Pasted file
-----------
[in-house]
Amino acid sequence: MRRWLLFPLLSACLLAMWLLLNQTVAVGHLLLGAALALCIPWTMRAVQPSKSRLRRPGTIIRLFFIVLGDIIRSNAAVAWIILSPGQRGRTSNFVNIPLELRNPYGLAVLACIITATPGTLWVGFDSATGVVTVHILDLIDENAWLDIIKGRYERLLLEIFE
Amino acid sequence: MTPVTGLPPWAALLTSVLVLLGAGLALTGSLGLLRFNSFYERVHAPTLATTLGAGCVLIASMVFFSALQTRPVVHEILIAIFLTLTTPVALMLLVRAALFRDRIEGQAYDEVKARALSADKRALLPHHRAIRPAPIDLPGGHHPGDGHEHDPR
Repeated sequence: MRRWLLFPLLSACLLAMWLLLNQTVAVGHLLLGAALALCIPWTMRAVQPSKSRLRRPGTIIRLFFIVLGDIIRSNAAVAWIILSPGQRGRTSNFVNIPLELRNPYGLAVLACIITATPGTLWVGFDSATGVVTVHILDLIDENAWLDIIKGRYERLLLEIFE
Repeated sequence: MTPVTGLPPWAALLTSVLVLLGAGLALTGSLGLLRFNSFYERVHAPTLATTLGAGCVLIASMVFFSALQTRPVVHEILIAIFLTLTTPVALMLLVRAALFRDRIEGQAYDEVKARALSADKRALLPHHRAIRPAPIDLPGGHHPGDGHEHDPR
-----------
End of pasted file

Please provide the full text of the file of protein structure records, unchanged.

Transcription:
[in-house]
Amino acid sequence: MRRWLLFPLLSACLLAMWLLLNQTVAVGHLLLGAALALCIPWTMRAVQPSKSRLRRPGTIIRLFFIVLGDIIRSNAAVAWIILSPGQRGRTSNFVNIPLELRNPYGLAVLACIITATPGTLWVGFDSATGVVTVHILDLIDENAWLDIIKGRYERLLLEIFE
Amino acid sequence: MTPVTGLPPWAALLTSVLVLLGAGLALTGSLGLLRFNSFYERVHAPTLATTLGAGCVLIASMVFFSALQTRPVVHEILIAIFLTLTTPVALMLLVRAALFRDRIEGQAYDEVKARALSADKRALLPHHRAIRPAPIDLPGGHHPGDGHEHDPR
Repeated sequence: MRRWLLFPLLSACLLAMWLLLNQTVAVGHLLLGAALALCIPWTMRAVQPSKSRLRRPGTIIRLFFIVLGDIIRSNAAVAWIILSPGQRGRTSNFVNIPLELRNPYGLAVLACIITATPGTLWVGFDSATGVVTVHILDLIDENAWLDIIKGRYERLLLEIFE
Repeated sequence: MTPVTGLPPWAALLTSVLVLLGAGLALTGSLGLLRFNSFYERVHAPTLATTLGAGCVLIASMVFFSALQTRPVVHEILIAIFLTLTTPVALMLLVRAALFRDRIEGQAYDEVKARALSADKRALLPHHRAIRPAPIDLPGGHHPGDGHEHDPR